* Even though your participants are making the chili, plan to have the traditional sides available, such as shredded cheese, chopped onions, rice, corn chips, sour cream, pepper sauce, tortillas, crackers and cornbread. Offer other dishes such as green salad as well.

* Award a prize for Best Original Recipe if doing a throw down challenge, or simply consider awarding prizes for different categories, such as Best Beanless Chili, Best Vegetarian Chili and Best Cook’s Costume. Select the judges prior to the date of the cook-off. Determine the criteria for the winning concoction and make it clear ahead of time, such as taste, consistency, color, aroma and bite.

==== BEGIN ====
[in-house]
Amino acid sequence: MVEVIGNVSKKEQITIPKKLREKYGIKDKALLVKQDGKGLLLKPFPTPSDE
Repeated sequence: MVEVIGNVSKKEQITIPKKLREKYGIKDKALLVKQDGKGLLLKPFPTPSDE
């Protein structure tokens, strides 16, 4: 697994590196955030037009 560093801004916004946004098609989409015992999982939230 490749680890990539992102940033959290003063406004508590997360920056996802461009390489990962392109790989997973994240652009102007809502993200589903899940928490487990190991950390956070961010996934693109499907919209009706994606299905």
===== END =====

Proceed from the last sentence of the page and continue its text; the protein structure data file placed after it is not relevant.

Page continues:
* Be sure to spend a little time understanding your state or city, or even your charity’s rules for conducting these types of events. For example, some might stipulate the food preparation requirements or availability of alcohol at your event.

Tip: You can also sign-up to host a cook-off through the International Chili Society, in which case a lot of the planning and judging guidelines are laid out for you and easy to follow. Visit them online to apply and get started: